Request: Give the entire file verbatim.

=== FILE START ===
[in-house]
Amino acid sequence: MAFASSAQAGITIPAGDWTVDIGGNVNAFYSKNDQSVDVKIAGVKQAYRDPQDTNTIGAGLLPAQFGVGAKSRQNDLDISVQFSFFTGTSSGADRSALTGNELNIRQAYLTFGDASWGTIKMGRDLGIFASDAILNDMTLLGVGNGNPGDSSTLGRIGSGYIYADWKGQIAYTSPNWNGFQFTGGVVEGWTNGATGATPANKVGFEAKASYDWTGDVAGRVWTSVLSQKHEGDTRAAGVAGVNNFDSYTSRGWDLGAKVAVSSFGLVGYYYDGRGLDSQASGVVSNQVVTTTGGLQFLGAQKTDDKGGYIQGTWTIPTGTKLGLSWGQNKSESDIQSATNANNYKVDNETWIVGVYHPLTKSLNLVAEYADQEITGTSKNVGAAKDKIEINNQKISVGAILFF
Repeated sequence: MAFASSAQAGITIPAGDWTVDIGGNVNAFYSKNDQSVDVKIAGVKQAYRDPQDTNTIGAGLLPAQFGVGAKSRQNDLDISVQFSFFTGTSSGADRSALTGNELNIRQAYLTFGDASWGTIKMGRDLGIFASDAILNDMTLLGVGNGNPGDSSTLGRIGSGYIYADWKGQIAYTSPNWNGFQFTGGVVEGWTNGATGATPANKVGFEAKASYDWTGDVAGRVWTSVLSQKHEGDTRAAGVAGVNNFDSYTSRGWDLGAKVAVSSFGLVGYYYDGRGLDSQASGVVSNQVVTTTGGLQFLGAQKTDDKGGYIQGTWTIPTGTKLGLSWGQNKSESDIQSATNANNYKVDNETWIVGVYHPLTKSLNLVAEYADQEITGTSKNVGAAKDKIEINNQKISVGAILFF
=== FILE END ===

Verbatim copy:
[in-house]
Amino acid sequence: MAFASSAQAGITIPAGDWTVDIGGNVNAFYSKNDQSVDVKIAGVKQAYRDPQDTNTIGAGLLPAQFGVGAKSRQNDLDISVQFSFFTGTSSGADRSALTGNELNIRQAYLTFGDASWGTIKMGRDLGIFASDAILNDMTLLGVGNGNPGDSSTLGRIGSGYIYADWKGQIAYTSPNWNGFQFTGGVVEGWTNGATGATPANKVGFEAKASYDWTGDVAGRVWTSVLSQKHEGDTRAAGVAGVNNFDSYTSRGWDLGAKVAVSSFGLVGYYYDGRGLDSQASGVVSNQVVTTTGGLQFLGAQKTDDKGGYIQGTWTIPTGTKLGLSWGQNKSESDIQSATNANNYKVDNETWIVGVYHPLTKSLNLVAEYADQEITGTSKNVGAAKDKIEINNQKISVGAILFF
Repeated sequence: MAFASSAQAGITIPAGDWTVDIGGNVNAFYSKNDQSVDVKIAGVKQAYRDPQDTNTIGAGLLPAQFGVGAKSRQNDLDISVQFSFFTGTSSGADRSALTGNELNIRQAYLTFGDASWGTIKMGRDLGIFASDAILNDMTLLGVGNGNPGDSSTLGRIGSGYIYADWKGQIAYTSPNWNGFQFTGGVVEGWTNGATGATPANKVGFEAKASYDWTGDVAGRVWTSVLSQKHEGDTRAAGVAGVNNFDSYTSRGWDLGAKVAVSSFGLVGYYYDGRGLDSQASGVVSNQVVTTTGGLQFLGAQKTDDKGGYIQGTWTIPTGTKLGLSWGQNKSESDIQSATNANNYKVDNETWIVGVYHPLTKSLNLVAEYADQEITGTSKNVGAAKDKIEINNQKISVGAILFF